Question: This one seems like it should be easy, but my boss is so sure he's right. Wasn't Johnny Carson the first host of The Tonight Show with Johnny Carson? After all, it was named for him. Tell me I'm right and this jerk owes me a bottle of bourbon. Thanks. — Sam L.

Televisionary: Well, Sam, this question leads to a couple more. Did Carson serve as the first master of ceremonies on the show you named? Technically, yes, since it wasn't called that until he began hosting. But the legendary gabber and comedian, as great as he was, certainly did not create The Tonight Show. That was the late Steve Allen, who was the first host of the late-night fixture when it debuted on NBC way back in 1954. (The other question is whether or not you should call your boss a jerk in a widely read column, but only you and he can answer that, friend.)

The Tonight Show has gone through various permutations since it first aired. In the Allen years, it was a combination of music and comedy (Allen spent a good deal of time at the piano) plus man-in-the-street interplay and the like. Allen left in 1957, and for a few weeks Tonight: America After Dark was a sort of magazine show hosted by Jack Lescoulie. That was about as entertaining as it sounds. After only a few weeks, Jack Paar took over and the show became The Jack Paar Tonight Show, which featured more of a conversational bent, with a healthy dose of Paar's political views and strong opinions. Paar left the show in 1962.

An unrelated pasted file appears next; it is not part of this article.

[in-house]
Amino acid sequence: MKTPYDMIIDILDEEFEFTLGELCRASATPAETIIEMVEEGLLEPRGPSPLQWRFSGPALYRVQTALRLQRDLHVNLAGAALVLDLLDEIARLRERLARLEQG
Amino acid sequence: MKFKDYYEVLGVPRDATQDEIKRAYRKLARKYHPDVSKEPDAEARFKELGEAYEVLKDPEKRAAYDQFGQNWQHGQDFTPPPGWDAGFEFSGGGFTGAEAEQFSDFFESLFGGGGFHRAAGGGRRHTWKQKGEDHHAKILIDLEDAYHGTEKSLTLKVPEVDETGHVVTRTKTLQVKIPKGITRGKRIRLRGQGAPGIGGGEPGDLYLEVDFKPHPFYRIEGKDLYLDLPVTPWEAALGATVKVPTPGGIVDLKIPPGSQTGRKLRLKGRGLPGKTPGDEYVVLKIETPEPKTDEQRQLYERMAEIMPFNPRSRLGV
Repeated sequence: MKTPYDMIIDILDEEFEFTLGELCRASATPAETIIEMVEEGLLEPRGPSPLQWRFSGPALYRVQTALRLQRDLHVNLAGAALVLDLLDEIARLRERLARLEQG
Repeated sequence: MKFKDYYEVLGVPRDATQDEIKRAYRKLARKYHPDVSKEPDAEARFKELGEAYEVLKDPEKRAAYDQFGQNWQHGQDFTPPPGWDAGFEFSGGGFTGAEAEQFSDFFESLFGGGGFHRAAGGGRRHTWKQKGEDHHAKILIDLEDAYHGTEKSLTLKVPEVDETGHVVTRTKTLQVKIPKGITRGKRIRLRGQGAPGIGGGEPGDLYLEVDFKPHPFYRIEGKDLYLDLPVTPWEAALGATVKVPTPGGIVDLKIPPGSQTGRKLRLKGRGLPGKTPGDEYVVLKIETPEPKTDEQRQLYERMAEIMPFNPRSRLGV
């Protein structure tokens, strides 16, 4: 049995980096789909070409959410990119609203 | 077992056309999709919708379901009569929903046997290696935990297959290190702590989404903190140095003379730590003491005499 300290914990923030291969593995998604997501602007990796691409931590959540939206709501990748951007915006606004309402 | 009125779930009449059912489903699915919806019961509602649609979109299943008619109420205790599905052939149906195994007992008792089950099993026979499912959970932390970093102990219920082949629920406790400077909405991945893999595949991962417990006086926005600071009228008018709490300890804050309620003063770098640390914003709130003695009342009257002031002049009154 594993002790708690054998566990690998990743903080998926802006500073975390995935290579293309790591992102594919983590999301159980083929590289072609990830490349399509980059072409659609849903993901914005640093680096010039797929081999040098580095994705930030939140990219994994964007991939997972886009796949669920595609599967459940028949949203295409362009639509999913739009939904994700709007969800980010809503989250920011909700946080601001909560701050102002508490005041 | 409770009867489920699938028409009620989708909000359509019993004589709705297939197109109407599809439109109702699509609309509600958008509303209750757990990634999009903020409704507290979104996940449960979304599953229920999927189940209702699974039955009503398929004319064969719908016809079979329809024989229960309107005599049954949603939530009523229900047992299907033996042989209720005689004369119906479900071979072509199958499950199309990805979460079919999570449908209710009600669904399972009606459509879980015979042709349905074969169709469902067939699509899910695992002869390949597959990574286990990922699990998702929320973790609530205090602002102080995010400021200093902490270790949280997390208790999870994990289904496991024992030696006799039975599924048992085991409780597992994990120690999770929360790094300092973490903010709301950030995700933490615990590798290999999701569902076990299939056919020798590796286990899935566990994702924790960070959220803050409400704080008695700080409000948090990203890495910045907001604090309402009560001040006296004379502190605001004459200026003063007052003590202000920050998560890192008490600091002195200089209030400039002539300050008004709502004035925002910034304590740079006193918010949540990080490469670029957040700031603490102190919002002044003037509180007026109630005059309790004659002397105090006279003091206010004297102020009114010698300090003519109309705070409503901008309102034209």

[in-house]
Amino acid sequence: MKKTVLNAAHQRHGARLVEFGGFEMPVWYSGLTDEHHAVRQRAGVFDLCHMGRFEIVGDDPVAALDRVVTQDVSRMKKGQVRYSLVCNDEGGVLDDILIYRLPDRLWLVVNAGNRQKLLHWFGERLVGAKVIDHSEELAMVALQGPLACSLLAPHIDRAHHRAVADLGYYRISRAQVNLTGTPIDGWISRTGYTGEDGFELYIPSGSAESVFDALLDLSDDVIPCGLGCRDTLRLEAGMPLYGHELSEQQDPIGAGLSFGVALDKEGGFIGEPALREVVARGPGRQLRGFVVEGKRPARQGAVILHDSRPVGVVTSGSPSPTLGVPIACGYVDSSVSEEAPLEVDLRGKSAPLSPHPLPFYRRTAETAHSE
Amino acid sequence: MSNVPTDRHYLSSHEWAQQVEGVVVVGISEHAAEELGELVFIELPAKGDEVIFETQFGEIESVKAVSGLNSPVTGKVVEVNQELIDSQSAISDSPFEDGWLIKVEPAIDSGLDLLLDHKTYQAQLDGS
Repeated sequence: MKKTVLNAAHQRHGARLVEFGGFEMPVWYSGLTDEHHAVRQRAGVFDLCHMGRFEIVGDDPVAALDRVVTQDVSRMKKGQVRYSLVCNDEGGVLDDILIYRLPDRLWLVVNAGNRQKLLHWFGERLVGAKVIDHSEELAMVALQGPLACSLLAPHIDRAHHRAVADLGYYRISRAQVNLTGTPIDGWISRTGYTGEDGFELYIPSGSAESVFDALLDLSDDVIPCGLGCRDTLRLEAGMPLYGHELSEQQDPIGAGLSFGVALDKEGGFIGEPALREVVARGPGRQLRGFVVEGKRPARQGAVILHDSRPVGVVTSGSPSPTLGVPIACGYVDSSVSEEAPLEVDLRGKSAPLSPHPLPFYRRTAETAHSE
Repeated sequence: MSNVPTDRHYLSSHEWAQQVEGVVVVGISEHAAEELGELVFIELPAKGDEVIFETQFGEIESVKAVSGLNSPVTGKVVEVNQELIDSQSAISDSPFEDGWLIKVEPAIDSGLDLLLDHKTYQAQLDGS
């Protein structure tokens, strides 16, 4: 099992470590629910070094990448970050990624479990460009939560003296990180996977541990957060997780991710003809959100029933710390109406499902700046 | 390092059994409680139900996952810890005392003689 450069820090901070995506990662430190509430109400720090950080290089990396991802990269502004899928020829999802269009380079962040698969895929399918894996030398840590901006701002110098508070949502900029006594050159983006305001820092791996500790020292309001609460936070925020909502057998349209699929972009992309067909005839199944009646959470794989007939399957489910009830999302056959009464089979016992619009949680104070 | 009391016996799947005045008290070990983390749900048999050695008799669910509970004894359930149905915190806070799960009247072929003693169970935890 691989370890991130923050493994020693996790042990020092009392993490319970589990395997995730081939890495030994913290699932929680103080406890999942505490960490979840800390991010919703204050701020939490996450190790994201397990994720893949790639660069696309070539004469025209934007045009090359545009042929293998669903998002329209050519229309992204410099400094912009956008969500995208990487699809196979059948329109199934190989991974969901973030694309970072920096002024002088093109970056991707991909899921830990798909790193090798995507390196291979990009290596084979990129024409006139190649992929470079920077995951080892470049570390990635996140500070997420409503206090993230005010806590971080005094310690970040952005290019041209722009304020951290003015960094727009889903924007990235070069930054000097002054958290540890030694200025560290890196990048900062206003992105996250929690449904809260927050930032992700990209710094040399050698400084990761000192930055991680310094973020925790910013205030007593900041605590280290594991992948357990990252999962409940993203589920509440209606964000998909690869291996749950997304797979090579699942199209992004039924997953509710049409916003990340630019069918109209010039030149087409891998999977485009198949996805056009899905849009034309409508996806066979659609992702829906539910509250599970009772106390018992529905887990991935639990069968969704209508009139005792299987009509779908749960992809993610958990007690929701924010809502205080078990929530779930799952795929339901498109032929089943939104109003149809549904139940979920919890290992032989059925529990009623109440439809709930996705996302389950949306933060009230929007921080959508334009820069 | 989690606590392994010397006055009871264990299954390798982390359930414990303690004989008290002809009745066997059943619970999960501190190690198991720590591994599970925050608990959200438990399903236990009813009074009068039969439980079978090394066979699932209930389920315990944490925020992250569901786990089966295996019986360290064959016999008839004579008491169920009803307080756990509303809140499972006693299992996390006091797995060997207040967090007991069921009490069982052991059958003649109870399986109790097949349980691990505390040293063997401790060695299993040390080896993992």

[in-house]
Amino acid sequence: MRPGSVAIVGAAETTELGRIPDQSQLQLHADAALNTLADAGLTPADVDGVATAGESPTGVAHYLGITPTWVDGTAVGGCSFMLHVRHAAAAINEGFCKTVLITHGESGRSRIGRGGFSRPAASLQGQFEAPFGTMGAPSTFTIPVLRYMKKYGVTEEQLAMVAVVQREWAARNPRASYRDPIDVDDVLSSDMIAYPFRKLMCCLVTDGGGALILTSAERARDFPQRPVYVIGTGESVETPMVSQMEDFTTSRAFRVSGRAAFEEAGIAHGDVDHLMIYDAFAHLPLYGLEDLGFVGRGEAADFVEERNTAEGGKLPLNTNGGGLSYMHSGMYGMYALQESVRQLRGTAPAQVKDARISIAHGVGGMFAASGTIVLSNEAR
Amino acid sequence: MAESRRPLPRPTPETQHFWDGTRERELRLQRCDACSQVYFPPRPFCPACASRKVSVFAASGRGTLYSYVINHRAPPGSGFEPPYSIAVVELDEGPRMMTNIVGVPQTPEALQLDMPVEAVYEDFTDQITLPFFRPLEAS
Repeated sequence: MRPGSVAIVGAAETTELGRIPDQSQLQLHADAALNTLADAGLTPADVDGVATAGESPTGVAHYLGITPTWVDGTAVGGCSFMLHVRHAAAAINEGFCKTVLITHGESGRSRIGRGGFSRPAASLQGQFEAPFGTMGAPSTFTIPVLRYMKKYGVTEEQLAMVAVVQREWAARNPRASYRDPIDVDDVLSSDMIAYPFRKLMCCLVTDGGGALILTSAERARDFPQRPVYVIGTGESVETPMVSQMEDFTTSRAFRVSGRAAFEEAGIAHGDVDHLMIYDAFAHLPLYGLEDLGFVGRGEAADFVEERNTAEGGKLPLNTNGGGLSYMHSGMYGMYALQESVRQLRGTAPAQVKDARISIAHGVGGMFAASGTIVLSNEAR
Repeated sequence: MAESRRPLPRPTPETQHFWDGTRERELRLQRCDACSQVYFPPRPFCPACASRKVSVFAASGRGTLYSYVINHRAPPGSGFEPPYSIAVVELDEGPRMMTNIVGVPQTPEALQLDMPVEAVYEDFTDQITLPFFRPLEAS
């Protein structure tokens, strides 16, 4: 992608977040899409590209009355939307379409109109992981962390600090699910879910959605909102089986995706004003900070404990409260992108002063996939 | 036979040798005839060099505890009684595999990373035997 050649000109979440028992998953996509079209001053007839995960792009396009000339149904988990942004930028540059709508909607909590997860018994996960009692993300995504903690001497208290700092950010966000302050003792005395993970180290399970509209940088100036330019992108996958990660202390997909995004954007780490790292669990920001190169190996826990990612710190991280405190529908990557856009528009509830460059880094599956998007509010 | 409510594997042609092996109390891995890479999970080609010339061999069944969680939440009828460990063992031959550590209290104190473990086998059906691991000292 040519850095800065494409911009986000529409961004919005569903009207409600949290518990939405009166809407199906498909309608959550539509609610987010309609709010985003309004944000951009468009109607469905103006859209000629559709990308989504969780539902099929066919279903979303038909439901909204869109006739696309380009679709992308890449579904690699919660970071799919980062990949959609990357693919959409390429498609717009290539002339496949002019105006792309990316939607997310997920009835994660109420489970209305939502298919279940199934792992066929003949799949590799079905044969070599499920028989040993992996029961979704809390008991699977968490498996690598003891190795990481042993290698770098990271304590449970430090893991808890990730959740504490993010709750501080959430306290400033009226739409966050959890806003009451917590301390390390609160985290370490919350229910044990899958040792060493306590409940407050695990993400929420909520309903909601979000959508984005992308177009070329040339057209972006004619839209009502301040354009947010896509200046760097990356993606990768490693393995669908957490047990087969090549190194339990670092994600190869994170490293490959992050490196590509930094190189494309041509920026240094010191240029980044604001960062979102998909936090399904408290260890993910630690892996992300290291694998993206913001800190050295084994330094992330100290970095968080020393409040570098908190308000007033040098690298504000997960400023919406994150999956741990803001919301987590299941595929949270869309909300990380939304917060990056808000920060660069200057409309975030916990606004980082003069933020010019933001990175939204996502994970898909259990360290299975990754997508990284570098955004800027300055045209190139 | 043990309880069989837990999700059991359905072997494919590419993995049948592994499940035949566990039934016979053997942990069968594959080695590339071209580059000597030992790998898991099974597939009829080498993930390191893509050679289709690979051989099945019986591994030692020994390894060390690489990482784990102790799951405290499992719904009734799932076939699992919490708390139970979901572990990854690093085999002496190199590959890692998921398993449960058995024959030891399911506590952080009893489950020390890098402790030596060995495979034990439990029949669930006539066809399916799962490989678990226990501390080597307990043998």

Carson took over in the fall of that year, beginning what would be a 30-year reign that eventually moved his show from New York to Los Angeles. His was an appealing blend of talk and comedy and he pretty much set the standard for late-night shows. Not only that, but he also helped further the careers of guest-hosts like Jay Leno, Joan Rivers (who hurt her relationship with Carson when she tried her hand at her own late-night gabfest) and David Letterman.

Anyone who thinks it's easy to just sit behind a desk and chat with guests is selling Carson short. Rivers couldn't make it work. Nor could Alan Thicke, Chevy Chase, Pat Sajak or Arsenio Hall, all of whose shows failed (though Hall did enjoy a successful niche run for a while). It takes a special talent to move from stand-up and skits to pulling interesting conversation and bits from a variety of guests.

Leno has his detractors, certainly, though I think critics are a little too hard on the guy. Letterman is often funny (when he's not letting some of his real bitterness seep out — and sometimes when he is), but for my money Conan O'Brien is the heir apparent to the late-night throne. For a guy who no one ever heard of when his show was launched, the guy's managed to roll a refreshing brand of weirdness into quite an entertaining and often hilarious show.

Now give your boss a nice bottle of Blanton's and stop sassing him — we're in an economic downturn here, and you may well need that check.